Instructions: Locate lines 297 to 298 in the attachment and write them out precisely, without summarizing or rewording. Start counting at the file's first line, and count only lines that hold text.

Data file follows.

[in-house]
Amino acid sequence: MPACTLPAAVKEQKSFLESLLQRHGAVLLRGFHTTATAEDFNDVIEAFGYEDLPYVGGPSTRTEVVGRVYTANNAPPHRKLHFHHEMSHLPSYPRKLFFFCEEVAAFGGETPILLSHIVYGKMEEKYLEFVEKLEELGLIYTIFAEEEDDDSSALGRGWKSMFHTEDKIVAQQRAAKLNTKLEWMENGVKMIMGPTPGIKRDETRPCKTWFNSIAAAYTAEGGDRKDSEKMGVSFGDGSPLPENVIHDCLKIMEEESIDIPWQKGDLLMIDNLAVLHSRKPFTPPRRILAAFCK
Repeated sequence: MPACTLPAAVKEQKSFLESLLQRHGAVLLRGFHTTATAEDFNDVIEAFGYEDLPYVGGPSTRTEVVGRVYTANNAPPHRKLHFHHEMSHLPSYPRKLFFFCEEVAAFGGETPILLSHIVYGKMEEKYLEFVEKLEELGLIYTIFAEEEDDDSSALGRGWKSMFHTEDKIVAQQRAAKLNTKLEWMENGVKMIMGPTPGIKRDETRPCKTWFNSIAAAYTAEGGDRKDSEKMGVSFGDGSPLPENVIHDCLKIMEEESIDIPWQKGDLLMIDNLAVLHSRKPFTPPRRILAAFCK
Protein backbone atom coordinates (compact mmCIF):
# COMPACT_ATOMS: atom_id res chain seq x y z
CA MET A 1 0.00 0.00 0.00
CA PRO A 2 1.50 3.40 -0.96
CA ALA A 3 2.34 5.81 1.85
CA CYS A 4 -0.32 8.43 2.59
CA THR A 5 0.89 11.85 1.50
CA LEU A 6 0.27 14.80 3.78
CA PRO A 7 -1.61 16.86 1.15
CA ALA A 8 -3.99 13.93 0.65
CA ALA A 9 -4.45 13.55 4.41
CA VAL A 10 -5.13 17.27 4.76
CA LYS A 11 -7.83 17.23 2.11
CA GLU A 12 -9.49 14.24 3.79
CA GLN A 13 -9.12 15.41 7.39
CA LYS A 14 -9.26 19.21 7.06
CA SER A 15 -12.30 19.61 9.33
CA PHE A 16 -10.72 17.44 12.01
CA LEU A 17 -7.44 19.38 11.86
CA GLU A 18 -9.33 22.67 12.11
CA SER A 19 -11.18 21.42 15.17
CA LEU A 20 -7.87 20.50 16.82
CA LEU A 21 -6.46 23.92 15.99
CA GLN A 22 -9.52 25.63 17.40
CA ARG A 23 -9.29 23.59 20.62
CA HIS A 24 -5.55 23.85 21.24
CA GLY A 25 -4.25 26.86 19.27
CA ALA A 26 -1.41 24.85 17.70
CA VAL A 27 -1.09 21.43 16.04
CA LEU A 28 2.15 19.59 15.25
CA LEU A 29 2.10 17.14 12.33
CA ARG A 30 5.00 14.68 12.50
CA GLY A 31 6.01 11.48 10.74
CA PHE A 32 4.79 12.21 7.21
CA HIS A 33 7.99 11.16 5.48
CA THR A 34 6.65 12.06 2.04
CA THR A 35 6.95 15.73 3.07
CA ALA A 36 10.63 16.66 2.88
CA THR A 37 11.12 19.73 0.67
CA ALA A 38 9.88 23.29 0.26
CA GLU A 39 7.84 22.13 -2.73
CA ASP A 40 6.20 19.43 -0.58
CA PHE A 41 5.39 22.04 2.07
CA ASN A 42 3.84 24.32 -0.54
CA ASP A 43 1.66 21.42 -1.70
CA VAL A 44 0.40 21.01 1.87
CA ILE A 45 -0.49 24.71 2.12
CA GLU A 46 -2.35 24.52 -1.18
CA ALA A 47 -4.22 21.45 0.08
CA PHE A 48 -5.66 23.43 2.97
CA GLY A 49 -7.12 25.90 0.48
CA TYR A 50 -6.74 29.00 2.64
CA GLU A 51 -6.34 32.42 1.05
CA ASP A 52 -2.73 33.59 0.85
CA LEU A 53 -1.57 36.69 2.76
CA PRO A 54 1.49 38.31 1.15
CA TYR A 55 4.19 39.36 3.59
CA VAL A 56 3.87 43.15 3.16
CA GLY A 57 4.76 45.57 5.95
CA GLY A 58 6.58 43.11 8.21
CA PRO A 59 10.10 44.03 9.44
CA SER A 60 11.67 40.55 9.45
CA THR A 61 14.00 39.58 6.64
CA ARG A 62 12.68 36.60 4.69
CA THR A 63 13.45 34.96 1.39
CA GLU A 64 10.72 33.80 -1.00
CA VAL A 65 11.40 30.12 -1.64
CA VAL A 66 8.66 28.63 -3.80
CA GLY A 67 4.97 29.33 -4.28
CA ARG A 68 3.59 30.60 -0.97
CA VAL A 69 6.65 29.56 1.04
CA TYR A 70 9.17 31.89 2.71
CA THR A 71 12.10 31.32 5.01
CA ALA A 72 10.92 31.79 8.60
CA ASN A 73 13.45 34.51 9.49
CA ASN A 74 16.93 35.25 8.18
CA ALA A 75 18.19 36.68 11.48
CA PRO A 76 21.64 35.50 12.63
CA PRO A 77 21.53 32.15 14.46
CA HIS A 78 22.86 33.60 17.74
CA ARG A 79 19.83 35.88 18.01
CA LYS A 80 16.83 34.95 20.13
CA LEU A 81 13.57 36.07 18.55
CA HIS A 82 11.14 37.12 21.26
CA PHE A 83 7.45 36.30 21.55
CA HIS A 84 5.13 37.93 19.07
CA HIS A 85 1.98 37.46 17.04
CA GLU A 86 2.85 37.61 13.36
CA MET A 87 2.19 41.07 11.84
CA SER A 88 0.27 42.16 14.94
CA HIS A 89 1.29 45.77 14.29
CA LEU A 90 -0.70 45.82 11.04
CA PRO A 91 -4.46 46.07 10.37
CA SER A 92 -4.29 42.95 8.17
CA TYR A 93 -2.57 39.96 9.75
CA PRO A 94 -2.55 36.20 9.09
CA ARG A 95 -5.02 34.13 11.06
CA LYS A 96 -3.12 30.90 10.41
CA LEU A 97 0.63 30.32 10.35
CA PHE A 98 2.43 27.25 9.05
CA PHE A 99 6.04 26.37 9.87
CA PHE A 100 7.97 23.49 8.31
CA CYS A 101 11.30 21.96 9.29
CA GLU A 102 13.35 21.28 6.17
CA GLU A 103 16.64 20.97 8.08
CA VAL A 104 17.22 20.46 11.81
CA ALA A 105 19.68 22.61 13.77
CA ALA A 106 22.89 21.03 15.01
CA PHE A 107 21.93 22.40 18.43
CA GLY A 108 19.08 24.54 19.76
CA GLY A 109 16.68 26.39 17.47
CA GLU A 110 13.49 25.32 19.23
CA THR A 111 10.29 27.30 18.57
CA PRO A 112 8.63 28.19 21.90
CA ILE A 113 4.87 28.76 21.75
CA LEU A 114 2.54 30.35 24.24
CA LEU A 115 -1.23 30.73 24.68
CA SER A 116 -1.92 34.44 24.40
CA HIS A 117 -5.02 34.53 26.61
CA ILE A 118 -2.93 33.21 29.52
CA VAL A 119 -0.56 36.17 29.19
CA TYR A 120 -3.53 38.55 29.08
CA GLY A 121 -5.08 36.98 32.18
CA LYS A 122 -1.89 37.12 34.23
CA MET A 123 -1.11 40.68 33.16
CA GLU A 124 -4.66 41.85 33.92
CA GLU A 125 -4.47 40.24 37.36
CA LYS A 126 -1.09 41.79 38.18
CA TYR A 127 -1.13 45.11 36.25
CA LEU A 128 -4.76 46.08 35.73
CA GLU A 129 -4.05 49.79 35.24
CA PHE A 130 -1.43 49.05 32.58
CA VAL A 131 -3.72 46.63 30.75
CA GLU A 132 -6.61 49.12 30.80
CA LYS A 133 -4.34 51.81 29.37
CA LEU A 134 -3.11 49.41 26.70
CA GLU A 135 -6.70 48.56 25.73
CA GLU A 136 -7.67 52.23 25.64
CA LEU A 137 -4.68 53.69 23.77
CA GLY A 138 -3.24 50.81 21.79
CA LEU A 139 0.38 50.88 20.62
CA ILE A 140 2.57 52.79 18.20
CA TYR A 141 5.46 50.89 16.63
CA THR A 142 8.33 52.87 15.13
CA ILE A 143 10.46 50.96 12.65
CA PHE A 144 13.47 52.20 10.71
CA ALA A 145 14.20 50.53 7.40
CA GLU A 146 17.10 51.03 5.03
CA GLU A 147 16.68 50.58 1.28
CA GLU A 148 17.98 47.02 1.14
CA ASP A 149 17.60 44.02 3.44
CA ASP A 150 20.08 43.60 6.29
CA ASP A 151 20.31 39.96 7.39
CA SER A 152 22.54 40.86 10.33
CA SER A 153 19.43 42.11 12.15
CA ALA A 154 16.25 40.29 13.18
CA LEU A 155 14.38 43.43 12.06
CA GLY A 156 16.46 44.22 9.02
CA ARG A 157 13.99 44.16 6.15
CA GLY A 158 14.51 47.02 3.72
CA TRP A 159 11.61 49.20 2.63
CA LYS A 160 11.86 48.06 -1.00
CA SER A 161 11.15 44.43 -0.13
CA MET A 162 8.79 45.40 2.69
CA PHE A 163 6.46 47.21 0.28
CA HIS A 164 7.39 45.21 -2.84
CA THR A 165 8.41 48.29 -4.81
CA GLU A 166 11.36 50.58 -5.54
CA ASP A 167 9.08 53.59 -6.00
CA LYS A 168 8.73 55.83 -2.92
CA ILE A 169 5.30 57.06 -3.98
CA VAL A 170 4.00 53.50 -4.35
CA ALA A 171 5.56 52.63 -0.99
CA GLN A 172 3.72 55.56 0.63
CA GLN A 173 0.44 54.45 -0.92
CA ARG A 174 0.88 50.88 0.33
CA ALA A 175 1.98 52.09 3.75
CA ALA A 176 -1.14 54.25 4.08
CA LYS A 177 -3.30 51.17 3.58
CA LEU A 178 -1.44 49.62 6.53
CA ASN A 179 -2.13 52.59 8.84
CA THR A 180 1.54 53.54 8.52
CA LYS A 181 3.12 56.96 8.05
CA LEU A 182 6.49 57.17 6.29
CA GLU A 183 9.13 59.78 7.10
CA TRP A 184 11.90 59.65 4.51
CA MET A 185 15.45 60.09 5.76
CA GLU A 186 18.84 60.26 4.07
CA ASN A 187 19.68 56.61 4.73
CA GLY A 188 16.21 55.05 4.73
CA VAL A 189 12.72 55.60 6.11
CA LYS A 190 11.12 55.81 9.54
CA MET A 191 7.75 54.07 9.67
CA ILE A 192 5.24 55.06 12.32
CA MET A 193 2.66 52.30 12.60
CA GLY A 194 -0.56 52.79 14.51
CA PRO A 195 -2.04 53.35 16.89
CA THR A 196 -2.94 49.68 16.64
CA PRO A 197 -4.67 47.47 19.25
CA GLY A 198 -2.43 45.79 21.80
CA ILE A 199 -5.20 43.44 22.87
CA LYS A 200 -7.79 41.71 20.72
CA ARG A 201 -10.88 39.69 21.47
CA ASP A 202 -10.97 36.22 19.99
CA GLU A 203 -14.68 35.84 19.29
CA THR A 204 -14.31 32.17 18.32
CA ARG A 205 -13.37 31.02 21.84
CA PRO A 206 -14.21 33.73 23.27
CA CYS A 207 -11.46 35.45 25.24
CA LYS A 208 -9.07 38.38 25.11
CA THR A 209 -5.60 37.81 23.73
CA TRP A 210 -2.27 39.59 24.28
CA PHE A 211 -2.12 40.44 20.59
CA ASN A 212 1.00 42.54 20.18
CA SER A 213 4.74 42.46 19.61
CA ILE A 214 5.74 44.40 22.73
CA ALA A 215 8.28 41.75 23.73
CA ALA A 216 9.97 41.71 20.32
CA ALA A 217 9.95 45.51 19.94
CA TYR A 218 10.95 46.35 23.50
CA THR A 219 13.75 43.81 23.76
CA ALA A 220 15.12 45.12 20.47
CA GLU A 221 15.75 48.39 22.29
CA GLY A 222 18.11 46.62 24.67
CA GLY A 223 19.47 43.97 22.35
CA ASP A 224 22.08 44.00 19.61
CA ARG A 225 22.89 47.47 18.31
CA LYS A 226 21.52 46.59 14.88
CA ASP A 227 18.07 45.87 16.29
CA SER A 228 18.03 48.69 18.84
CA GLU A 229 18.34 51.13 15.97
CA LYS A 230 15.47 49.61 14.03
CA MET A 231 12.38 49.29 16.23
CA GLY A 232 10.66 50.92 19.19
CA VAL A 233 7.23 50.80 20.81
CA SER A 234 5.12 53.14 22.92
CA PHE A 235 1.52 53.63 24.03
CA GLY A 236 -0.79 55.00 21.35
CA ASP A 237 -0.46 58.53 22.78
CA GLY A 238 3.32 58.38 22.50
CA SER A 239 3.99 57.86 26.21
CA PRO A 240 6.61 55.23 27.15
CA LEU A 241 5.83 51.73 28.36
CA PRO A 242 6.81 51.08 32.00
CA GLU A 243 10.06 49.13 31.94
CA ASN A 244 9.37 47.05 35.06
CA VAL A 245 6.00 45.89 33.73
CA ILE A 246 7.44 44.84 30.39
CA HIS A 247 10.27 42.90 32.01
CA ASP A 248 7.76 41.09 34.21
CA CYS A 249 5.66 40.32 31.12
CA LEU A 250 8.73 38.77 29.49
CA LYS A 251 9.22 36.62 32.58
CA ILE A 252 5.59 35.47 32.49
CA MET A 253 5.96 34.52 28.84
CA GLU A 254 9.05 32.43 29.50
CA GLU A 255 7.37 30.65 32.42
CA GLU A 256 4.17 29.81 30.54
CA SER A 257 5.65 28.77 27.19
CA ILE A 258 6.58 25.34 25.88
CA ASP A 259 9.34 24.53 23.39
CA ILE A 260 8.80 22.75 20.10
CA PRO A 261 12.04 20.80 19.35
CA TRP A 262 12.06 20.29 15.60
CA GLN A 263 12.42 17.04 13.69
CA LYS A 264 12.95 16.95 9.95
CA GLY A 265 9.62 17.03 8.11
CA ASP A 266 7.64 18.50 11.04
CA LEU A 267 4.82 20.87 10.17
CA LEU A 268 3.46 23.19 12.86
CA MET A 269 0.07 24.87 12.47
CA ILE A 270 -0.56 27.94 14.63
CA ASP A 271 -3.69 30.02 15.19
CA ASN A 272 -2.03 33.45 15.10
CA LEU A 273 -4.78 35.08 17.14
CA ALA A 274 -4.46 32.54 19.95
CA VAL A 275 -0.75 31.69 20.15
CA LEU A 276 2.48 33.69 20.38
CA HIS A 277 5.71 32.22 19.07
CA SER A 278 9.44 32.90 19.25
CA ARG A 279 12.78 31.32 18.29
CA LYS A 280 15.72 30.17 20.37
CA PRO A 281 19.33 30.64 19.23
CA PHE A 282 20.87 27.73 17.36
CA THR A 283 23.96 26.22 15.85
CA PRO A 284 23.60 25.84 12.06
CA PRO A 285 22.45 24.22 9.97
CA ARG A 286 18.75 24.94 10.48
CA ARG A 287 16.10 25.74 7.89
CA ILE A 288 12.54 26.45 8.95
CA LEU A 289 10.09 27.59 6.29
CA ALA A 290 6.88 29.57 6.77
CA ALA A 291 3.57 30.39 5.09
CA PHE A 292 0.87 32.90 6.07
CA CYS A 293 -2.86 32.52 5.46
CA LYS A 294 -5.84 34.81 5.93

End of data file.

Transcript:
CA PHE A 292 0.87 32.90 6.07
CA CYS A 293 -2.86 32.52 5.46